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Pram

As indicated by their name, Pram brought a distinctly childlike world-view to their uniquely cinematic brand of fractured electro-pop; unlike the cutesy, baby-doll mentality that informed the work of many of their more whimsical contemporaries, however, the group's vision of childhood was decidedly nightmarish, evoking a hallucinatory world of helplessness and fear. Formed in Birmingham, England, in 1990, Pram originally fostered an aesthetic consisting primarily of frontwoman Rosie Cuckston's eerie vocals and the sounds of a homemade theremin, but the unit's ranks later swelled to include multi-instrumentalist Matt Eaton, bassist Sam Owen, and keyboardist/sampler Max Simpson. After their bare-bones 1992 EP debut, Gash, Pram's music began to grow more intricate, their odd melodies and hypnotic beats textured by toy pianos, triangles, glockenspiels, glass hammers, and even a Hawaiian bubble machine; the 1993 releases Iron Lung and the full-length The Stars Are So Big, the Earth Is So Small...Stay as You Are greatly expanded their horizons by experimenting with sound and structure, and by the release of 1994's Helium they even began incorporating elements of jazz and hip-hop.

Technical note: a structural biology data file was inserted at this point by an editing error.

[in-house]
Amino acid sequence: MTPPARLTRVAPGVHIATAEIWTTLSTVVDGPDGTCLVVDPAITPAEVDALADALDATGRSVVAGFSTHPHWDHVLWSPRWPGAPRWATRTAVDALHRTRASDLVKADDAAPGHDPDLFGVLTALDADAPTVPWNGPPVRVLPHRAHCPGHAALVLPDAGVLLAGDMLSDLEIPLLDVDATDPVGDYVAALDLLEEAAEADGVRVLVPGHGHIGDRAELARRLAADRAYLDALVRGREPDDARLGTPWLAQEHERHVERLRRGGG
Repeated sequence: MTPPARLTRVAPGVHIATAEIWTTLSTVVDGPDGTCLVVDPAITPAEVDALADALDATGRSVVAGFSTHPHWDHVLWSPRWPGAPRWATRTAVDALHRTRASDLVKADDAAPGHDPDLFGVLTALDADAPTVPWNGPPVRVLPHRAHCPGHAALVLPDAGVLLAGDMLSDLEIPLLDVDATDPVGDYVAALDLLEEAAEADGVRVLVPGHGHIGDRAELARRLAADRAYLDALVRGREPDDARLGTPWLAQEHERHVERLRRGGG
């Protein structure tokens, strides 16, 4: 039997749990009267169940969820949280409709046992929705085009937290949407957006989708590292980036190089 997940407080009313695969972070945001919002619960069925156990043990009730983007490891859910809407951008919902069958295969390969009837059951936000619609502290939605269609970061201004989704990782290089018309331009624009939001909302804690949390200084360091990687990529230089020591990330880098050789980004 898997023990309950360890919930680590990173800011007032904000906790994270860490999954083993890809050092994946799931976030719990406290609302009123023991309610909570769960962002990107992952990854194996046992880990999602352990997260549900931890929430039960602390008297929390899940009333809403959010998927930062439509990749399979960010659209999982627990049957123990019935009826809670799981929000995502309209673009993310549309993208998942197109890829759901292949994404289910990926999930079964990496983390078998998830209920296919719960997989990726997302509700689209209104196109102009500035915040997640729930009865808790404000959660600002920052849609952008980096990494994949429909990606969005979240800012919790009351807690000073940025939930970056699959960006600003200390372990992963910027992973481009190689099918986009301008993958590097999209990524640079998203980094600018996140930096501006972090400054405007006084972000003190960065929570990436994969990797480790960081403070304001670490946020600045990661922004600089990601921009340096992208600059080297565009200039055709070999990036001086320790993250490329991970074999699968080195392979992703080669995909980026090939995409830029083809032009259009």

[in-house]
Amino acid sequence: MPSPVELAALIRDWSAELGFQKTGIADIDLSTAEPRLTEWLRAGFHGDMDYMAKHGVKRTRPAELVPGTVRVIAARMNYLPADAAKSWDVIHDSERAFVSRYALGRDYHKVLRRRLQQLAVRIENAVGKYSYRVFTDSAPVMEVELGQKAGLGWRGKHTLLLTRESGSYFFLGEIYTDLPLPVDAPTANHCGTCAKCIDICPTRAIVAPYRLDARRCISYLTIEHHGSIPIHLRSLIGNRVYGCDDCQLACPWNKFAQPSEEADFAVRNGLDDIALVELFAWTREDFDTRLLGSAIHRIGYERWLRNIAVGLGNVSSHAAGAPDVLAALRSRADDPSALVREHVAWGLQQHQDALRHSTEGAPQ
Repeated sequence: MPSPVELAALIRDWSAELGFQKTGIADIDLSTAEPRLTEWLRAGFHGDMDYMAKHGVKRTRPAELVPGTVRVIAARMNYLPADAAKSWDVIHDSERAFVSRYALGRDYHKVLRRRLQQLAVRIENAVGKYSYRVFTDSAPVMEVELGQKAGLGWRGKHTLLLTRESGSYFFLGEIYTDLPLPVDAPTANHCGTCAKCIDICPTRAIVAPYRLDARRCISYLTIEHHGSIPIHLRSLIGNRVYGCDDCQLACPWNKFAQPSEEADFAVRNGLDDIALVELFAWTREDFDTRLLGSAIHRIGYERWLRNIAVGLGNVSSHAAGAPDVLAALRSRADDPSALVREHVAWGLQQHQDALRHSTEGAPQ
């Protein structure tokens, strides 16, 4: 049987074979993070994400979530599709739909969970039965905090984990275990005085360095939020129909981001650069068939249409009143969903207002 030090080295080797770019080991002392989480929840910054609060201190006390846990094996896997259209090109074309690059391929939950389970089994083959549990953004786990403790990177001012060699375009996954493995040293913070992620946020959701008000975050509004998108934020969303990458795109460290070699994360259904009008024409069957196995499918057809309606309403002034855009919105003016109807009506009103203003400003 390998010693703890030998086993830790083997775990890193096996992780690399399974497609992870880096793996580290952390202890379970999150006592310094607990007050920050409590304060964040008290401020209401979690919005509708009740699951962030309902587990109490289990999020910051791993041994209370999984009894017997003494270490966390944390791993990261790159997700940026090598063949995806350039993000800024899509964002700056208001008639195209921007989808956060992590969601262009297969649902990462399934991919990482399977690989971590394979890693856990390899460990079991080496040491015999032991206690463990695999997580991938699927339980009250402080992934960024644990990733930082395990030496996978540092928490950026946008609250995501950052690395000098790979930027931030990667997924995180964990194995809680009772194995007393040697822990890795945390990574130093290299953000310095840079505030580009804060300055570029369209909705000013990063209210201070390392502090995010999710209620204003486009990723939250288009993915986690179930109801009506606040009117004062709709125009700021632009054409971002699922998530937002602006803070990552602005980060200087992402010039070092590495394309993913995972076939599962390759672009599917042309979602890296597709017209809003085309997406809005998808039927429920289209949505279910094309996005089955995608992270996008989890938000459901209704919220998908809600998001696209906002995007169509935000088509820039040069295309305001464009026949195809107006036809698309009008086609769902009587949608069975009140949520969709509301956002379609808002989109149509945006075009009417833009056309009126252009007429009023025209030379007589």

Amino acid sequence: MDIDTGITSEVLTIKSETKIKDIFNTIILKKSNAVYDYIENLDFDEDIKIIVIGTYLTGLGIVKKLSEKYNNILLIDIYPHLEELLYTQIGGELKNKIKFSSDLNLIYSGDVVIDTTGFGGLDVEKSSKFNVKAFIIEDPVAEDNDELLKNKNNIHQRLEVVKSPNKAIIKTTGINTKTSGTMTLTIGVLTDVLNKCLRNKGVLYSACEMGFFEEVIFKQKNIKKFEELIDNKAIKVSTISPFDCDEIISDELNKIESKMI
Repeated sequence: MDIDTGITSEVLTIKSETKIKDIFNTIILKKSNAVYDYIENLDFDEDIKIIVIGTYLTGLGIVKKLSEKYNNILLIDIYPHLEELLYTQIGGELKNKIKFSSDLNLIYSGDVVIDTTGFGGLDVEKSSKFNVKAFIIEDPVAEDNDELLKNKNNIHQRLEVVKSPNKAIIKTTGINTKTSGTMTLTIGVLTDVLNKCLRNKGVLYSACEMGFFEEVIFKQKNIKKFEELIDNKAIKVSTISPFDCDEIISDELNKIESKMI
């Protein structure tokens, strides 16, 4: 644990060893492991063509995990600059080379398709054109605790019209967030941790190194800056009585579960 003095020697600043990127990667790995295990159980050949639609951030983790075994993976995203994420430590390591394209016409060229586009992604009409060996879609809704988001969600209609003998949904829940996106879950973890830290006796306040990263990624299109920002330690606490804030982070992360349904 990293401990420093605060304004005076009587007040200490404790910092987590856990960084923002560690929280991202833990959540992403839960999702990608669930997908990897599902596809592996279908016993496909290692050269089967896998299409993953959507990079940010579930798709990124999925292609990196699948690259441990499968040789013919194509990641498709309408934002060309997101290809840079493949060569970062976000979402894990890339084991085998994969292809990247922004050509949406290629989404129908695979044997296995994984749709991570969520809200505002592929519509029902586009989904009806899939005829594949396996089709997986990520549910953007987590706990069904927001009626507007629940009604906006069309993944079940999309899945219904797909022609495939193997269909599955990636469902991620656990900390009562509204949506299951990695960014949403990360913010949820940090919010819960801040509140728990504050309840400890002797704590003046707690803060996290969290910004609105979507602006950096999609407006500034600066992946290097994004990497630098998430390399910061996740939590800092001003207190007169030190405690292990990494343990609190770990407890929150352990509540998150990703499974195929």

Pram's progress continued with 1995's excellent Sargasso Sea, a deeper plunge into sampling that yielded their most taut material to date. Another EP, Music for Your Movies, followed in late 1996, and in 1998 Pram returned with the full-length North Pole Radio Station. Fall 2000 saw the release of The Museum of Imaginary Animals. The following year the group issued the Somniloquy EP, and then returned with another full-length, Dark Island, in early 2003. Pram worked on other projects, such as the Static Caravan compilation Binary Oppositions, to which they contributed a track, and remixed a song by Indian singer Mohammed Rafi, "Babul Ki Duayein Leti Ja." Eaton collaborated on a score to the classic silent film Nosferatu with Grandmaster Gareth from the band Misty's Big Adventure, who provided string arrangements on Dark Island and Pram's following album, The Moving Frontier. The band's 11th full-length, The Moving Frontier, was released in fall 2007 in the U.K. and nearly a year later in the U.S. ~ Jason Ankeny, Rovi
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